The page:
The National Association of Judiciary Interpreters and Translators (NAJIT) Annual Conference in Las Vegas, Nevada (May 16-18) Although I am still undecided about going to Istanbul Turkey in March with InterpretAmerica because of scheduling reasons, I am determined to be in Las Vegas in May for the largest judiciary and legal interpreter and translator gathering anywhere in the world. This conference lets me have an accurate idea of the changes in this area that is so important for our profession in the United States. It is a unique event because everybody shares the same field and you get to see and network with colleagues that do not attend other non-court interpreting conferences.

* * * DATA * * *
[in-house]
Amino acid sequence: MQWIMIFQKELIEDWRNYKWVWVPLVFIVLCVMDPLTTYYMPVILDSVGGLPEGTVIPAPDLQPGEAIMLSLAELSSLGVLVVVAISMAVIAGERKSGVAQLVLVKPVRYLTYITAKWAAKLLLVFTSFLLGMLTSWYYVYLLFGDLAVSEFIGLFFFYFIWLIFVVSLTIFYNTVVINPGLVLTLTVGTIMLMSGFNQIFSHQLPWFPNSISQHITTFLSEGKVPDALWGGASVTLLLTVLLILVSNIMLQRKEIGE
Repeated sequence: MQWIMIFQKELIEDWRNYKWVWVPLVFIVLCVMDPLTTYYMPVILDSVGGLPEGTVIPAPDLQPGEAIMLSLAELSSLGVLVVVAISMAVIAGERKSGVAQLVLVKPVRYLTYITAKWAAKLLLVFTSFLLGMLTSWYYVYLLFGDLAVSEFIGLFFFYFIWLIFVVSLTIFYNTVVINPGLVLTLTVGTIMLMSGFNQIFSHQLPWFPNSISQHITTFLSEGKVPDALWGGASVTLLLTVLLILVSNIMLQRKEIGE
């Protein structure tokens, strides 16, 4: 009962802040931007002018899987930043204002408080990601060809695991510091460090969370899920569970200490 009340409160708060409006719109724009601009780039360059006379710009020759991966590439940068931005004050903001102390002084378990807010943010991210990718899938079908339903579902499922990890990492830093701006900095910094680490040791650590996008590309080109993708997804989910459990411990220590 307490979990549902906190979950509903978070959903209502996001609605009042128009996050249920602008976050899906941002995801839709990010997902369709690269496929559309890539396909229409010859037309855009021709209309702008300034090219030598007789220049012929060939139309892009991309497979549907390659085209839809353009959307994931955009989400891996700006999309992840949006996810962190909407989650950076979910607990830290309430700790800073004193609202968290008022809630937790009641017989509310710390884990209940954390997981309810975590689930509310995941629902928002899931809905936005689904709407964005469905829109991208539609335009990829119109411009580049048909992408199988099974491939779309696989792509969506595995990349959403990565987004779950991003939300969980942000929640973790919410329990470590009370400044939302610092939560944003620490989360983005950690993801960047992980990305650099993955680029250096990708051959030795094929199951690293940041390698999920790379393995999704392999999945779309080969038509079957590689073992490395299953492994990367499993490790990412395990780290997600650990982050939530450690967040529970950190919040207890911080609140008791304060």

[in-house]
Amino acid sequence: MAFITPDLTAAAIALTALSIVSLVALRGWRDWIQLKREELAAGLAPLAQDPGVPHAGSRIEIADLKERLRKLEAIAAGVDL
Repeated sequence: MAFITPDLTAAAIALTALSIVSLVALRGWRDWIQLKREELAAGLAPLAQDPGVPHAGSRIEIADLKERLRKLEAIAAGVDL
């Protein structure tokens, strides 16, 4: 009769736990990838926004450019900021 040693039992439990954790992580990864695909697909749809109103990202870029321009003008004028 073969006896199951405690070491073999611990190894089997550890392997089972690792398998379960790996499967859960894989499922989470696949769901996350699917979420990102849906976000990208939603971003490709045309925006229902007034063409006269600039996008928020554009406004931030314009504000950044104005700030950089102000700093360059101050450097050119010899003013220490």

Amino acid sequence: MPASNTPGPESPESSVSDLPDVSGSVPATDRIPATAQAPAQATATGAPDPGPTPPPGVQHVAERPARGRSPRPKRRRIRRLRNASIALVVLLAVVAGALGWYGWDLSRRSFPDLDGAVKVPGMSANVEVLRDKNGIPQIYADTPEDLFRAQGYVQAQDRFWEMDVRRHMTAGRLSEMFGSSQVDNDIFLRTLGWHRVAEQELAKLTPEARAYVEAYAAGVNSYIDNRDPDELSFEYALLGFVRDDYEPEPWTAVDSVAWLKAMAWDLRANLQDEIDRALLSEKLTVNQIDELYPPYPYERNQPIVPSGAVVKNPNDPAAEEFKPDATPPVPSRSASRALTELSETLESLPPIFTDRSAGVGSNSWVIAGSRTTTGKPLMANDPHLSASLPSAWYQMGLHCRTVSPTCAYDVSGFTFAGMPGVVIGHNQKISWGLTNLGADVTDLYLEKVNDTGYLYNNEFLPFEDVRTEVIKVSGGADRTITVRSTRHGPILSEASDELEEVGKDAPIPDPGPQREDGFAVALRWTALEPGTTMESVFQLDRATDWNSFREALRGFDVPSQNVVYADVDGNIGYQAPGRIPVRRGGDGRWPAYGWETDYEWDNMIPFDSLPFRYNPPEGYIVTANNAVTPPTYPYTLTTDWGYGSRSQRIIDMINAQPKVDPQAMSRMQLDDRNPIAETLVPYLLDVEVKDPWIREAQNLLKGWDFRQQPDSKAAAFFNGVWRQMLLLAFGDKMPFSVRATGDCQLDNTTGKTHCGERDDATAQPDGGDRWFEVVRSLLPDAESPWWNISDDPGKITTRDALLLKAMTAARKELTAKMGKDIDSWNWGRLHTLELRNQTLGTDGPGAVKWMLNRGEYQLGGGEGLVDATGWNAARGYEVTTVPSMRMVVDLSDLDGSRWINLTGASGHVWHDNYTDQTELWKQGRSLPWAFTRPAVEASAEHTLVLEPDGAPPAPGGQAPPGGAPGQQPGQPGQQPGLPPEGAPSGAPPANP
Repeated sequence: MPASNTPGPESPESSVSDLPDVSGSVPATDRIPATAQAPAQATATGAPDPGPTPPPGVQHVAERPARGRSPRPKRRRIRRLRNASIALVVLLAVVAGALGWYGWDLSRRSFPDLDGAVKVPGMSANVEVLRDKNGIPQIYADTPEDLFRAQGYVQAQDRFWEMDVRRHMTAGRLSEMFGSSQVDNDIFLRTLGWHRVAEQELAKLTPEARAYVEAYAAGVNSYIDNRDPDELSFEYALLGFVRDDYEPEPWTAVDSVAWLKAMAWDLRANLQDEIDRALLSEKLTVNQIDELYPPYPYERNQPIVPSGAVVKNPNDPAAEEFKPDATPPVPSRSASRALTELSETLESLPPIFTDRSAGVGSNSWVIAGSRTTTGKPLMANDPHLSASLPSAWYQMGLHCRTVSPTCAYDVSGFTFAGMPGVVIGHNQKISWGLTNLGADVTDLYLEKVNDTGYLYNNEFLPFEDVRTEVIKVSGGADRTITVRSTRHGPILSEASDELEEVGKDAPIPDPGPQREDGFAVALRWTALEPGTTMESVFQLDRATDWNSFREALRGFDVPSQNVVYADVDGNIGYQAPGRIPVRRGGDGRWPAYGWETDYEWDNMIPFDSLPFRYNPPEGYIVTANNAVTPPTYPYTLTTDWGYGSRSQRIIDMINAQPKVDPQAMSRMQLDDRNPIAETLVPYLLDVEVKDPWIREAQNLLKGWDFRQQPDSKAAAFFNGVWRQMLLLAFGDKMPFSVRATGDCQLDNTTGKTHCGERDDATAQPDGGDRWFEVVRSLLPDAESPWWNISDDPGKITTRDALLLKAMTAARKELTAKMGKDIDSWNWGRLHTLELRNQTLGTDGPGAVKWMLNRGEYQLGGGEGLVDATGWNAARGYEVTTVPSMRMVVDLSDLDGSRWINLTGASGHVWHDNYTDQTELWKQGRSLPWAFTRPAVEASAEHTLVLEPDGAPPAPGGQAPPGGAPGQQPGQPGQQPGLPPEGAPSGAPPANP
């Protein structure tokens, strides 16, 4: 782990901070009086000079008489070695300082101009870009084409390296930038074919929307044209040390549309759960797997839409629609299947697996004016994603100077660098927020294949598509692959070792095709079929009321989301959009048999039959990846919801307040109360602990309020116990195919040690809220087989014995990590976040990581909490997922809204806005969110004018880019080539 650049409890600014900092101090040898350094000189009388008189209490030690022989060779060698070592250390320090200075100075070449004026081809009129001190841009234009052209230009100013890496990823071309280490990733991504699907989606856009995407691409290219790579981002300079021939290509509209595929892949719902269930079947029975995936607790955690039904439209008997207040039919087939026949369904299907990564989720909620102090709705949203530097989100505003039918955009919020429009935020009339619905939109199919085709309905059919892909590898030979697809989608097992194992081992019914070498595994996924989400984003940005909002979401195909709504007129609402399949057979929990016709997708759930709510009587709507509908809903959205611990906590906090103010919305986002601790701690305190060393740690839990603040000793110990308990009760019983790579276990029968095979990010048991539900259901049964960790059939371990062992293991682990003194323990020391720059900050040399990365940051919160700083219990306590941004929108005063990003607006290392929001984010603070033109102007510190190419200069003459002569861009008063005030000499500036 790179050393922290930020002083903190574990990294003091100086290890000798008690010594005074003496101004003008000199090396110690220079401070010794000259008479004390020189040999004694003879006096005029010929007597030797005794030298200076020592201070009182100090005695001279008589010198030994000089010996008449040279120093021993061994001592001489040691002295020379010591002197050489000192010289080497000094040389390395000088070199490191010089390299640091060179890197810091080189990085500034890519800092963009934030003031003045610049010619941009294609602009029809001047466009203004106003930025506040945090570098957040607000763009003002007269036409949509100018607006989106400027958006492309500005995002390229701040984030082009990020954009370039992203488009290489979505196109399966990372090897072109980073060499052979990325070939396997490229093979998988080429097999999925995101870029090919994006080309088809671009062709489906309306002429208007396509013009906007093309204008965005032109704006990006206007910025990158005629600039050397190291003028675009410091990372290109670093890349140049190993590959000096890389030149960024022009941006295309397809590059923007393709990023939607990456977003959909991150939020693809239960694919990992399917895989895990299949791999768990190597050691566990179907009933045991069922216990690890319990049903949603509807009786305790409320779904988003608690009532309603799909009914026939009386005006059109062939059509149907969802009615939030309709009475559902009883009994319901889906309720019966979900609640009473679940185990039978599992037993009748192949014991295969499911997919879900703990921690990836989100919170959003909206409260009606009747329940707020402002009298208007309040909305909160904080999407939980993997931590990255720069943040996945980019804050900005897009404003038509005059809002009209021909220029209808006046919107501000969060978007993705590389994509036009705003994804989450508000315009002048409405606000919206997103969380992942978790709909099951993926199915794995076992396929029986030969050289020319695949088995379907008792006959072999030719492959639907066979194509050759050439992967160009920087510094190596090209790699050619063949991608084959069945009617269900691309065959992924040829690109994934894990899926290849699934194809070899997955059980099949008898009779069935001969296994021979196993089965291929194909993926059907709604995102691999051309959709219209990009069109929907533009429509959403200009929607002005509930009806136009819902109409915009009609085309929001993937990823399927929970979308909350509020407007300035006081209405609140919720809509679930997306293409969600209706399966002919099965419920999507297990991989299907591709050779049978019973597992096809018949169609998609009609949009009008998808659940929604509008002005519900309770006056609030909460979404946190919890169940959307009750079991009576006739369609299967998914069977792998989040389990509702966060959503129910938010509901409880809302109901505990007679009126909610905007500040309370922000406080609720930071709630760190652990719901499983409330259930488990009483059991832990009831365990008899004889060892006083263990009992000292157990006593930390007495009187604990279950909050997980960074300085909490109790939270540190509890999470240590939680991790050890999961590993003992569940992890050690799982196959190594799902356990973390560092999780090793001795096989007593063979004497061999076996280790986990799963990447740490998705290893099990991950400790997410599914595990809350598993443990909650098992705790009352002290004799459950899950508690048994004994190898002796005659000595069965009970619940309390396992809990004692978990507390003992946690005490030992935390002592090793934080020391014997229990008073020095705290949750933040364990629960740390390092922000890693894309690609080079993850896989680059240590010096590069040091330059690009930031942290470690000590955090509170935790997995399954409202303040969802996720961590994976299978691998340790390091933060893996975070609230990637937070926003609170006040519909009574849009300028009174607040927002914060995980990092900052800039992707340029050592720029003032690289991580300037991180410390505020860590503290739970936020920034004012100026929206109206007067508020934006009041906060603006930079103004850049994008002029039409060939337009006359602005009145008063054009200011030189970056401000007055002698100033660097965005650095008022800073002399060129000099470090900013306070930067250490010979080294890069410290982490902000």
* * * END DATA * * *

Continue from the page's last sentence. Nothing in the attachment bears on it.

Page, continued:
The International Federation of Translators (FIT) Conference in Berlin, Germany (August 4-6). This is an event that cannot be missed because it does not happen every year, because it attracts a different set of colleagues, and because it has a more European flavor than the other huge event in our profession: The ATA conference. Presentations are usually different from other conferences because of the topics that are discussed and the presenters’ style, and in my opinion it gives you a better picture of the European and Asian market than any other event.